Italian PM calls Turkey’s Erdogan a dictator

 

April 09, 2021

 

  • Mario Draghi: I am very sorry for the humiliation that the president of the commission had to suffer with these, let’s call them for what they are, dictators
  • The Turkish leader came under a torrent of criticism after images went viral of von der Leyen being left without a seat during their meeting in Ankara


Italian Prime Minister Mario Draghi, right, criticized Turkish President Recep Tayyip Erdogan over seating arrangements during an earlier meeting with European officials. (AFP)

 

By AFP, REUTERS

 

ROME – Italian Prime Minister Mario Draghi on Thursday described Turkish President Recep Tayyib Erdogan as a dictator, in remarks that risk further souring EU-Turkey ties.

He was speaking at a news conference after being asked about a diplomatic row over seating arrangements during a meeting between Erdogan and European Commission President Ursula von der Leyen on Tuesday.

“I am very sorry for the humiliation that the president of the commission had to suffer with these, let’s call them for what they are, dictators, but with whom we need to cooperate,” Draghi told reporters.

The Turkish leader came under a torrent of criticism after images went viral of von der Leyen being left without a seat during their meeting in Ankara, which also included European Council President Charles Michel.

Official images later showed her seated on a sofa opposite Turkish Foreign Minister Mevlut Cavusoglu.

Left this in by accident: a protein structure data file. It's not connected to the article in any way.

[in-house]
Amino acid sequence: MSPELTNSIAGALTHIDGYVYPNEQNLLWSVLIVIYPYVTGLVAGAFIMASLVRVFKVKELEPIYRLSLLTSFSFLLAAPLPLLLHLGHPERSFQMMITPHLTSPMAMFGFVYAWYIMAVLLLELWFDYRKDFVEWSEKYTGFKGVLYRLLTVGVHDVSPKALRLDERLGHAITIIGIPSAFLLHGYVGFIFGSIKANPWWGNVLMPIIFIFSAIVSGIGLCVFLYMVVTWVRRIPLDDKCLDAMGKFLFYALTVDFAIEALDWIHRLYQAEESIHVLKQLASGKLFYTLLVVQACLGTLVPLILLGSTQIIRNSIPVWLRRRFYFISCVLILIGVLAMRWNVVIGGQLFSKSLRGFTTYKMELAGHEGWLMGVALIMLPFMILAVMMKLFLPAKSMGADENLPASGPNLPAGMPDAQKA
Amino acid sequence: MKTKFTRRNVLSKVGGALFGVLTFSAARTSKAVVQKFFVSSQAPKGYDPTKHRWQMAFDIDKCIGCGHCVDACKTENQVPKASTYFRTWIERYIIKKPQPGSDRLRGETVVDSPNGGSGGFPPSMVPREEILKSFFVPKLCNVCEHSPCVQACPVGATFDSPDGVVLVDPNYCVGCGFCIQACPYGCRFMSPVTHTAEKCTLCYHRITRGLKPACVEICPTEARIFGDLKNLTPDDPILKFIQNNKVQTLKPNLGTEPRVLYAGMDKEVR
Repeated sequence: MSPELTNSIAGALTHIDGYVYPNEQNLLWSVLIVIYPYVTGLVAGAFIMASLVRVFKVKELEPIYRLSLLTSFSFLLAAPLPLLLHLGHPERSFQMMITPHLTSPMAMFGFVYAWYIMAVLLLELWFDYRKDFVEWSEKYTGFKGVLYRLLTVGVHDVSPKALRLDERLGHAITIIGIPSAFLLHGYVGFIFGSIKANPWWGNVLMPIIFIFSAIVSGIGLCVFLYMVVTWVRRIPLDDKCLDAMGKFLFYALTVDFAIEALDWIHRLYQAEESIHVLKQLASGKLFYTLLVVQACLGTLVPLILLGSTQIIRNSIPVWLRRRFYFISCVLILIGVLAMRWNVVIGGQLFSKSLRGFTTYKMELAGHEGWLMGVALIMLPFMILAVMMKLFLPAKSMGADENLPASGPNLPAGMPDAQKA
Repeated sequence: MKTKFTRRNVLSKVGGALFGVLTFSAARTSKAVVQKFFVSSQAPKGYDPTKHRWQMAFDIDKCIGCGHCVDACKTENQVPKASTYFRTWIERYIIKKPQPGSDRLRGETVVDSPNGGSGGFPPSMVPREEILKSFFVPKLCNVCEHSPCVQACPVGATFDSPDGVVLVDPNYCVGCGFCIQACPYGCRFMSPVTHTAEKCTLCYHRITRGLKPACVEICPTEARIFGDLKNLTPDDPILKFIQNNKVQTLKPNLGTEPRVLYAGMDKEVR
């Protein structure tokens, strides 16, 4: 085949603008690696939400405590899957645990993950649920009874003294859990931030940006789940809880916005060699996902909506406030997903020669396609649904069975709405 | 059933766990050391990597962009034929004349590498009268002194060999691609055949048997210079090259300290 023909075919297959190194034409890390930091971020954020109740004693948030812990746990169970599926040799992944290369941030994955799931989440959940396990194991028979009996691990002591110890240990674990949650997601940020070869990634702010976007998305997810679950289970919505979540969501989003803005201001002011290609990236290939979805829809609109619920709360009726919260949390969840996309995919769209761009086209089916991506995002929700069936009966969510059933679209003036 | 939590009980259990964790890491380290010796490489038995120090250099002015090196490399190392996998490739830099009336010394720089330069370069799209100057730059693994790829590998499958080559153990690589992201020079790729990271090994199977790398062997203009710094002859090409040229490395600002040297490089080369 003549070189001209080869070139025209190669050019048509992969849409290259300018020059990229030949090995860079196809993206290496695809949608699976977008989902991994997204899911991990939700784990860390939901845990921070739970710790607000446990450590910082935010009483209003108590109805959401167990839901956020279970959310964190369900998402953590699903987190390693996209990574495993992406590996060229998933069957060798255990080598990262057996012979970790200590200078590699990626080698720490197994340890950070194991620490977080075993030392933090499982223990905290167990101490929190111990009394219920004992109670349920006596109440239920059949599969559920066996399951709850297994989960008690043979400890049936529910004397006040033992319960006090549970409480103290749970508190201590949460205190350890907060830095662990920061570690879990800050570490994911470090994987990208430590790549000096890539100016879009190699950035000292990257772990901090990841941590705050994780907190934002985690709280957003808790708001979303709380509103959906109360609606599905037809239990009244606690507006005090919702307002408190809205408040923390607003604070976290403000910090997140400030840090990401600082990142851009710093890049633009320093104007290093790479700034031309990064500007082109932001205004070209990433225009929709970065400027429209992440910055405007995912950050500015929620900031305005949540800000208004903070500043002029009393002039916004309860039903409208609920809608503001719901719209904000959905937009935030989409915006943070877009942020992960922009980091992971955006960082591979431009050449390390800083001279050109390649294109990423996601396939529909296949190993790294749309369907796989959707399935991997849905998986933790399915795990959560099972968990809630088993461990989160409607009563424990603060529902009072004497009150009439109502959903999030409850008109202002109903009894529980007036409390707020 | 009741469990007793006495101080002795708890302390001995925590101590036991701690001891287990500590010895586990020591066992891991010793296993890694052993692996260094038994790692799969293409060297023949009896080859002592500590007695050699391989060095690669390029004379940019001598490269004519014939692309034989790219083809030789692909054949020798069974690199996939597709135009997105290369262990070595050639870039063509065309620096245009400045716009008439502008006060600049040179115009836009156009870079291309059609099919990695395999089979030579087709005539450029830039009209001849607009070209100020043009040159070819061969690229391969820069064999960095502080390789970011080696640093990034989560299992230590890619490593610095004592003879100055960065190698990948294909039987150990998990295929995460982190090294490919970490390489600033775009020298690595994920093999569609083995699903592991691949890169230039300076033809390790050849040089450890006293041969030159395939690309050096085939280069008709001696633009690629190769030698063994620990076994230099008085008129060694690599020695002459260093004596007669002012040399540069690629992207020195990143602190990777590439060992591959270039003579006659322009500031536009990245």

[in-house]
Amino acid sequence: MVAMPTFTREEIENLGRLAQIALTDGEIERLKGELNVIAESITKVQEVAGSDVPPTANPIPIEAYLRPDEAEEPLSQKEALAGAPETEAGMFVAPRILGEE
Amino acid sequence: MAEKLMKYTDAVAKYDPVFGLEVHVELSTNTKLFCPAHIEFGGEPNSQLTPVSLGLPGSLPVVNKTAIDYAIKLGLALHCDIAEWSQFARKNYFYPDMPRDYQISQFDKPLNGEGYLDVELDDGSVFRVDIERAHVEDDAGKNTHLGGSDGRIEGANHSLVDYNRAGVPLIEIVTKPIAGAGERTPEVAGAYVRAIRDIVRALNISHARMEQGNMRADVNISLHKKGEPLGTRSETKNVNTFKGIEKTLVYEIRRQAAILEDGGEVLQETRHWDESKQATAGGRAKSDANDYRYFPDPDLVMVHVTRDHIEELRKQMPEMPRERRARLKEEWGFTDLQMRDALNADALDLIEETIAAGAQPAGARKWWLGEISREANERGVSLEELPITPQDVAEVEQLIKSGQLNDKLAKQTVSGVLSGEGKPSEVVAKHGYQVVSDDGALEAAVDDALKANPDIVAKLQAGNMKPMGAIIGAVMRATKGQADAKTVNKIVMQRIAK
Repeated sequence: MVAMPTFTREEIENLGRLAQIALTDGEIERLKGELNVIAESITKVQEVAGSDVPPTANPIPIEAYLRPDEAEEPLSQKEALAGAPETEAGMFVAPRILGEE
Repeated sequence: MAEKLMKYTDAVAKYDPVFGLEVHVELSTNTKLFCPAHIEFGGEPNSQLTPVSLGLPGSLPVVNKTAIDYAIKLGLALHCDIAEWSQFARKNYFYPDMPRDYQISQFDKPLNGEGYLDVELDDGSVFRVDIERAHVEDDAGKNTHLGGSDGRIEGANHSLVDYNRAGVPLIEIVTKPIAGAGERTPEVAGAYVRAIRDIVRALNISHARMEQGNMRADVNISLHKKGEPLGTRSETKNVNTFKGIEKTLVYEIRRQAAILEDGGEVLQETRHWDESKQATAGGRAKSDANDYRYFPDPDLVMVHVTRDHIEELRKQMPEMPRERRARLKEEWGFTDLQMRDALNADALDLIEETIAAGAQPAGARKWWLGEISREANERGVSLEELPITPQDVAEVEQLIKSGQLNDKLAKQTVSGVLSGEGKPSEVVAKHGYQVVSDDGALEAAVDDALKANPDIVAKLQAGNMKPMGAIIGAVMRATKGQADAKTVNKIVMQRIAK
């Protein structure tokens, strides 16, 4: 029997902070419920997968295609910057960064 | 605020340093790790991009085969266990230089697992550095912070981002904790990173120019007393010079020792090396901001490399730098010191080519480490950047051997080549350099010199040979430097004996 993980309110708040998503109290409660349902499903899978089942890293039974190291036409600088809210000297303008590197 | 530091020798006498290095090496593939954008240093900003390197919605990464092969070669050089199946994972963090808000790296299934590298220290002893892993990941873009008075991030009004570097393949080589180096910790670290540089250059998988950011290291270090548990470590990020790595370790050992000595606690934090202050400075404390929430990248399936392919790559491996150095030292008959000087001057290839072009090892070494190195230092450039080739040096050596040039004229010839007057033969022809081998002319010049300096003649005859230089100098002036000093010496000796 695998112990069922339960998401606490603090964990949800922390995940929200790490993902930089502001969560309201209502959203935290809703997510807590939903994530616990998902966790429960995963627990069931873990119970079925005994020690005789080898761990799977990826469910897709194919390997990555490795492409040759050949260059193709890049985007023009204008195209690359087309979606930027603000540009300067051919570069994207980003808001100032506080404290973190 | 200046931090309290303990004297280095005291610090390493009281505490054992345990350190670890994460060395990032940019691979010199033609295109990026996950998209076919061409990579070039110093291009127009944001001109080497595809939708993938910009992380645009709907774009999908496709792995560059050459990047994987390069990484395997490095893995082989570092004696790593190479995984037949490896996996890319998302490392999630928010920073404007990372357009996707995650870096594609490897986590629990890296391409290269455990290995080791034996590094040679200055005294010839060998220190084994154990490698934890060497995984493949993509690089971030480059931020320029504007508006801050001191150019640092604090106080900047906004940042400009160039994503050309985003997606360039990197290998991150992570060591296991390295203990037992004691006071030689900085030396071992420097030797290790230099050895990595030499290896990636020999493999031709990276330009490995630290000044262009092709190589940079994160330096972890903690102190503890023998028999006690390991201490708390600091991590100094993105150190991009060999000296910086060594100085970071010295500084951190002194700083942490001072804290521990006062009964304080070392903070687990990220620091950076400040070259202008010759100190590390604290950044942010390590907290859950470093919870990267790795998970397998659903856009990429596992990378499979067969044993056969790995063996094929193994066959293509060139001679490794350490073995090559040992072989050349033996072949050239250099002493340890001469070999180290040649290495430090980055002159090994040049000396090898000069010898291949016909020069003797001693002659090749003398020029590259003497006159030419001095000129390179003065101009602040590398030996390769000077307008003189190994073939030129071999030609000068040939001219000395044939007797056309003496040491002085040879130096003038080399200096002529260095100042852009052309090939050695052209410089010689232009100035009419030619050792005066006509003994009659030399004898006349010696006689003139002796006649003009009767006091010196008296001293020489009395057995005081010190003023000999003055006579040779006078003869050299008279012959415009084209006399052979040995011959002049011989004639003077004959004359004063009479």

The Italian ambassador to Ankara was summoned to the foreign ministry over Draghi’s comments, Turkey’s state-owned Anadolu news agency reported, and Foreign Minister Mevlut Cavusoglu slammed the remarks.

“We strongly condemn the appointed Italian Prime Minister Draghi’s unacceptable, populist discourse and his ugly and unrestrained comments about our elected president,” Cavusoglu wrote on Twitter.

Earlier on Thursday, Cavusoglu said that the seating at the meeting was arranged in line with the bloc’s demands and international protocol and that Turkey was being subject to “unjust accusations”.

Turkey and the EU blamed each other for the arrangements during the meeting, which was meant to set a more positive tone in relations after months of spats.

Several European Parliament groups demanded an investigation into how von der Leyen was left standing while Michel took a seat.

 

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